I’m often training and helping business owners tweak their sales processes. In this post I wanted to share 3 techniques that I have found especially valuable for me as a business owner.
Design Your Process
You need to have a process that you take your prospects through that doesn’t change from sales call to sales call.
Yes, you’re going to constantly improve it. But the fundamentals don’t change.
This process is how we figure out what’s working and what’s not.
If you don’t have a clear cut process, you will never be able to tell what is working and what’s not.
So, my biggest tip is “You gotta have a process”.
If you don’t already have a prospecting process that generates predictable revenue click here to grab our Prospecting Blueprint, with step by step instructions, list of tools & implementation checklist to create (or refine your existing process).
Identify Their Compelling Reasons
Most small business owners spend so much time focused on their product or service. That is a huge misconception.
Your prospect doesn’t care about your product/service, they don’t care about what you do or how you do it.
They care about what they’re struggling with.
You’ve got to get great at understanding their pain.
“What is their compelling reason to take action?”
If you don’t take the time to understand their pain, you will struggle to get good at selling.
If you want to be a master salesperson, forget about your product and service.
Forget about what you do.
Think about what your prospect, their pain, what makes the hurt, what problems are they trying to solve…
By understanding that and focusing on their aim, you will get far better results, and your clients will love you for it.
Everyone is thinking “what’s in it for me?”. And far too often salespeople think about what’s in it for them, and they miss the opportunity to deliver value.
Now that we have those out of the way, let’s talk about the 3 Techniques I promised to share.
Hats off to Sandler Training for these tips that I have learned through my many years of learning and teaching their training programs.
This is when you decide what the meeting/phone-call is going to be about, or what the relationship is going to be about, and which general direction you intend it to take it.
An upfront agreement is not necessarily a written document, although in some professions (ie: legal) this may be an acceptable way to start a conversation.
Instead, it is a verbal agreement you have with a prospect at each interaction.
There are generally 3 components to an upfront Agreement:
– How much time do we have for today’s phone call?
– Is there a hard stop/or is timing flexible where the meeting/call could keep going if need be.
– Confirm you have permission to ask questions of the prospect (this may be especially important dependent on the type of information you are gathering, but generally speaking it conveys respect).
– Permission to end the call if you are not the right fit.
– What is the goal of this meeting/call?
– What is the expectation
Instead of just starting the meeting and diving in, make your prospect feel comfortable, and get rid/clarify any confusion/expectations they may have before the meeting begins.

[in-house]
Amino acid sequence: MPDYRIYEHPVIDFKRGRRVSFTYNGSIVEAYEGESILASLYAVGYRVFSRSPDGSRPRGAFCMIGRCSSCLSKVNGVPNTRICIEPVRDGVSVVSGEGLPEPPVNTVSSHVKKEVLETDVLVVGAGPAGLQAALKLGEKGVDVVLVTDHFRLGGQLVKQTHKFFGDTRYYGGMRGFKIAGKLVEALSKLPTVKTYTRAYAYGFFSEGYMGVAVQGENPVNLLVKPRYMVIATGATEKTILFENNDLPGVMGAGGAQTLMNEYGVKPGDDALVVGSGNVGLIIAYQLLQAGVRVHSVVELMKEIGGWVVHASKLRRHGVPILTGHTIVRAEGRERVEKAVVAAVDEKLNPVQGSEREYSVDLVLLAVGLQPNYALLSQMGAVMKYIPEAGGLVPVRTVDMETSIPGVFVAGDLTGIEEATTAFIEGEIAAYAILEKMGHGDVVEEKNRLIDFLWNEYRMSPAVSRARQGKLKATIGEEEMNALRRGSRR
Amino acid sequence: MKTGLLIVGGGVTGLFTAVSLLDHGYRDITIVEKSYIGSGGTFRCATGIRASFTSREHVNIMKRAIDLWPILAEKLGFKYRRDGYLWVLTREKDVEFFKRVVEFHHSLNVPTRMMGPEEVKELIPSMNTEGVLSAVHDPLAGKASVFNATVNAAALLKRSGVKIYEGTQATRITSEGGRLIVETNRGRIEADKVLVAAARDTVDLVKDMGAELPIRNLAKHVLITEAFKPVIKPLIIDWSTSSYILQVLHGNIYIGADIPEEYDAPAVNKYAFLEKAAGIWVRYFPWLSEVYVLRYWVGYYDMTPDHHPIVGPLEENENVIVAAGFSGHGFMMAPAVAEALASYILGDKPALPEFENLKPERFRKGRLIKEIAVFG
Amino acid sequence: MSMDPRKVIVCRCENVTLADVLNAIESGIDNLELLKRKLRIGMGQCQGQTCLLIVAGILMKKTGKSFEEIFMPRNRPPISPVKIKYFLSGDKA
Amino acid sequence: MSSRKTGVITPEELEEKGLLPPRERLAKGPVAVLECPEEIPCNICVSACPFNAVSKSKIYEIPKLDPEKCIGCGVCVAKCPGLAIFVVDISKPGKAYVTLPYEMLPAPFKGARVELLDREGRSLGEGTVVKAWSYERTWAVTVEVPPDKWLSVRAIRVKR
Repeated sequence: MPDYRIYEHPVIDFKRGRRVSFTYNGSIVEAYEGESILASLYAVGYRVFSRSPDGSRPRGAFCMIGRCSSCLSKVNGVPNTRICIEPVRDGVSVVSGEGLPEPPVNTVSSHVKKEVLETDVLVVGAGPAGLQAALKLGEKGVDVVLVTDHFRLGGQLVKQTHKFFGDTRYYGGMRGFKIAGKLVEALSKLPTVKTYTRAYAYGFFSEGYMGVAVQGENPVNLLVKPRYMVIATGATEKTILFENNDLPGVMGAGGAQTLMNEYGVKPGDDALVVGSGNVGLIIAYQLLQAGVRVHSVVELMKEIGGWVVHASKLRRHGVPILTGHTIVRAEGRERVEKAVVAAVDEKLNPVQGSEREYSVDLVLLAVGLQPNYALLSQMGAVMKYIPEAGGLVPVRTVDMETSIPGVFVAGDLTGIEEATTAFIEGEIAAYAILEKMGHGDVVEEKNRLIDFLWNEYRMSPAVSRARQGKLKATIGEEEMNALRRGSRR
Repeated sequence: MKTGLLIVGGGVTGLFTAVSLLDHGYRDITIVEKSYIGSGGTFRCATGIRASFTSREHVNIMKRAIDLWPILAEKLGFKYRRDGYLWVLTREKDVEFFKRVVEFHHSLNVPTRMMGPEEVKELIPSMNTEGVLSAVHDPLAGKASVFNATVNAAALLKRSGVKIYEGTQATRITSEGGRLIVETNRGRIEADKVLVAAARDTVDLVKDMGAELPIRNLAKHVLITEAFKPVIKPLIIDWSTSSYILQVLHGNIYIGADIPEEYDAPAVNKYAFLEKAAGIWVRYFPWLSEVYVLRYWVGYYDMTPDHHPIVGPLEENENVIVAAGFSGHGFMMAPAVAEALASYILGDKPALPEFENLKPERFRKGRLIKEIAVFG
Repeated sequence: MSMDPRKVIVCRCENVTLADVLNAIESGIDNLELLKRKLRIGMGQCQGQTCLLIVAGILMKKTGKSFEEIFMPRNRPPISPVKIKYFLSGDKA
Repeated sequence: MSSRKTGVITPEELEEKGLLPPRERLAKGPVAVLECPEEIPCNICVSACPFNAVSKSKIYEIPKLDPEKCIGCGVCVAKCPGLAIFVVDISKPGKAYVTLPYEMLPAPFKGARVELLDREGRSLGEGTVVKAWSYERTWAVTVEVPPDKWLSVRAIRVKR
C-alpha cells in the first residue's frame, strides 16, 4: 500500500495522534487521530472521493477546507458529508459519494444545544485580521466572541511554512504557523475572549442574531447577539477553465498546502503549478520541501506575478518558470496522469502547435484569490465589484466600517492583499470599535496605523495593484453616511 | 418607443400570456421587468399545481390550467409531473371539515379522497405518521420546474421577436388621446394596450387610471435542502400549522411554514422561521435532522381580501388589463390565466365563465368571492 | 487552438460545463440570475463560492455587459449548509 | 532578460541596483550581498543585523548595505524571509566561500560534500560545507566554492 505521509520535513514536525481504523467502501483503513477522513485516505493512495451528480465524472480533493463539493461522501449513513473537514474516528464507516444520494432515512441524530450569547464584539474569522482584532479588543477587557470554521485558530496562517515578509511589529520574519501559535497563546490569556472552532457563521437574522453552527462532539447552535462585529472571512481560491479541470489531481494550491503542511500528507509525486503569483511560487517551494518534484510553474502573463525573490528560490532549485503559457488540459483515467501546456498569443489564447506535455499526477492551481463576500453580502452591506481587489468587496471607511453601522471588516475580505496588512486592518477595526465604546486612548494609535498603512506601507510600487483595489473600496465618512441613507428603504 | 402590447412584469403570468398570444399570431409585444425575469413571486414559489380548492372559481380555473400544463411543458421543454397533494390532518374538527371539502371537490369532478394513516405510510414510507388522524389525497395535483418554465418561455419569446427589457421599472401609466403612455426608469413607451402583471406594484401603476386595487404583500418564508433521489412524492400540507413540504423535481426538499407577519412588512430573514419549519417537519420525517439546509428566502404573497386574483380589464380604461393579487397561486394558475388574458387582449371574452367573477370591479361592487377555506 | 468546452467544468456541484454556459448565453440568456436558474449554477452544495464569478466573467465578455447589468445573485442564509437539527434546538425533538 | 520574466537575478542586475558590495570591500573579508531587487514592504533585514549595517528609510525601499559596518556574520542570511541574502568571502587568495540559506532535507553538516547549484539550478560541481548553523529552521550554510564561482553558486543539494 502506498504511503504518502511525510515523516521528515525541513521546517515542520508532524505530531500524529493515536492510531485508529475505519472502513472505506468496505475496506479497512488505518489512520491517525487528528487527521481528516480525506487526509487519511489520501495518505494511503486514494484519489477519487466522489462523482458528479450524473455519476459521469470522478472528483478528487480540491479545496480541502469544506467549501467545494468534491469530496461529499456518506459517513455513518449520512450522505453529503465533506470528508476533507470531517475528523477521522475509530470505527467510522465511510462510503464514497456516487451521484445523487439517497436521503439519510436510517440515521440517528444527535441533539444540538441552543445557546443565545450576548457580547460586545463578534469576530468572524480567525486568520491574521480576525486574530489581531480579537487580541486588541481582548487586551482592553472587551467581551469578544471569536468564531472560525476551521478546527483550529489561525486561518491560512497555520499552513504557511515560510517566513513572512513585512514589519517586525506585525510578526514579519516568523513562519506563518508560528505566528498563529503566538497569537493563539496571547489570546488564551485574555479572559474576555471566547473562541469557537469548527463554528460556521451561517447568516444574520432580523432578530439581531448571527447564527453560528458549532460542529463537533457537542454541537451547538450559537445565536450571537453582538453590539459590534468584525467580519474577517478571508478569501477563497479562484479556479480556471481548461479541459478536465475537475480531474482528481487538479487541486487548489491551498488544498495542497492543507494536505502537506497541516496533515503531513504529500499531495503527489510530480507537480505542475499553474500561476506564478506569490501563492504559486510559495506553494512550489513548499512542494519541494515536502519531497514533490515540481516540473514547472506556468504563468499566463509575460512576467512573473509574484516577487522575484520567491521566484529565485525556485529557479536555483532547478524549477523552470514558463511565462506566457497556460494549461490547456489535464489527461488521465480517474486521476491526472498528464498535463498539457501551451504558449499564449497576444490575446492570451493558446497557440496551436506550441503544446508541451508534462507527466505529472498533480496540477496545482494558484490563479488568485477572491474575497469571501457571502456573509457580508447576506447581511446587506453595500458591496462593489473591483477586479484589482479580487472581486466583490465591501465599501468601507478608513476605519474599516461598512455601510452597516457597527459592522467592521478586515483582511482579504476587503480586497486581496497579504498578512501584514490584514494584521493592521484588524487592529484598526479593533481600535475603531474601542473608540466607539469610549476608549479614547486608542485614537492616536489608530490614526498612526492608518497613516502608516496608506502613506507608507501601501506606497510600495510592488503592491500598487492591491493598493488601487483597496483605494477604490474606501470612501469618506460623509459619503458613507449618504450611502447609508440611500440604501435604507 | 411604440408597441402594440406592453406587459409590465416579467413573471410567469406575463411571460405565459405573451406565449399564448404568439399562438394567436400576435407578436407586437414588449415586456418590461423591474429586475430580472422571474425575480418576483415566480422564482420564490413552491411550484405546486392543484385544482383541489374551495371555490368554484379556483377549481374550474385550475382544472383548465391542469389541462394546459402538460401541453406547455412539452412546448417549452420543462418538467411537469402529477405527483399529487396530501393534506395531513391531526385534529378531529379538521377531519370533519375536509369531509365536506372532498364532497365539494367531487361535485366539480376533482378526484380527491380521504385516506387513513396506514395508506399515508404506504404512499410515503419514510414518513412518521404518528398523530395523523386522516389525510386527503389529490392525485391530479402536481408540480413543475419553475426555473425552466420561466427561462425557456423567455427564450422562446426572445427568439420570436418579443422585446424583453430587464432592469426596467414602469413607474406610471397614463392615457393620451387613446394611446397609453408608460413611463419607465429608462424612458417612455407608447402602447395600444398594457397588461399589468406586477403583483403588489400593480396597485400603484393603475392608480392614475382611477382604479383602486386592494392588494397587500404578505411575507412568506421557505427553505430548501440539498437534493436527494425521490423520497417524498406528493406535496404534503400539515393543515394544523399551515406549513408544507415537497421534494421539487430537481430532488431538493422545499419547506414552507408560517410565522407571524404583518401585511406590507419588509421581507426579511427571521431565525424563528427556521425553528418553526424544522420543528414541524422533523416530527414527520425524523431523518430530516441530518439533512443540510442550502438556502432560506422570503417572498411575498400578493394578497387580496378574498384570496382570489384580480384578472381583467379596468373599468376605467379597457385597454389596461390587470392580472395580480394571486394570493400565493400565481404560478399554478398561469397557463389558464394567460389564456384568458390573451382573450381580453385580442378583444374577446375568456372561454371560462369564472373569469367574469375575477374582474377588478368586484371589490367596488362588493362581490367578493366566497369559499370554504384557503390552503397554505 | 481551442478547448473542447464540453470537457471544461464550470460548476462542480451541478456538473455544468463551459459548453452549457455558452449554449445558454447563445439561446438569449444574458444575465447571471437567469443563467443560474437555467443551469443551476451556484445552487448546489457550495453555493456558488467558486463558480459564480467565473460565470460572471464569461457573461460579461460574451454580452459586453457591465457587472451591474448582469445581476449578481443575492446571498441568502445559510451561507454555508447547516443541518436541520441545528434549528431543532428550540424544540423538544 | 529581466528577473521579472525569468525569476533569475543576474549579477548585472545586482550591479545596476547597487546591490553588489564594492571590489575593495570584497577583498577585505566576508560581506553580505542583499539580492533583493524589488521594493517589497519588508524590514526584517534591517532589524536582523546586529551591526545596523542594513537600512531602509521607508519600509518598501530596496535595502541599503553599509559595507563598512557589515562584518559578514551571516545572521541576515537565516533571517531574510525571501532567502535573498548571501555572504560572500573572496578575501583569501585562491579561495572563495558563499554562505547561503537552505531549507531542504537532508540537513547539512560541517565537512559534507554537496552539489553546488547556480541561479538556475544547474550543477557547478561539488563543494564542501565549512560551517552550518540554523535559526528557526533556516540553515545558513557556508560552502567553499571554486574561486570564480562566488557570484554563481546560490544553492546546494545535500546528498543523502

You are also setting an expectation on the experience they will have when working with you in the future.
In essence, laying the ground rules for how you are going to work together.
The Thermometer Close
Most people will get on a phone call/meeting and realize they haven’t the faintest idea where your prospect is at.
are they aware of the impact you can create for their life/business/problem?
Are they ready to dive in and talk pricing?
The Thermometer close helps you gauge where they are at.
Most people don’t think in black and white.
Solutions to the challenges they face don’t always fall in the “yes or no” categories.
Therefore, in order to gauge where they are at, we use what is called a Thermometer close – a scale to help describe their preference.
Ie: On a scale of 1 to 10, One being they don’t want to see or talk to you again and 10 being they are ready beyond a doubt to start working with you, where is your prospect at?
By posing a question in this way, we are also leave room to ask more questions that would help us explore why they felt a certain way, and provide clarification if needed.
I use this method all the time, not just in sales calls, to get a clear understanding of what the other person is thinking/feeling.
It’s a way to help people quantify where they are at internally so that we can move forward with closing deals.
This one is a simple tip yet, one that we often don’t utilize.
The best thing you can do when it comes to sales is learning to embrace silence between the lines.
Giving more opportunity to your prospect to speak so you can gather as much insight as you can about his/her challenges and how you can step up to help.
When you plan the silence well you prompt the other party to fill the void.
It is an amazing tool. Because you open up the opportunity for your prospect to tell you exactly what they need.
And sometimes convince themselves why they need what you have to offer.
For example, don’t answer every question.
Instead of giving the solution right away ask more questions about what has worked for them and what hasn’t.
Silence, let your prospect fill in the void, with their own ideas.
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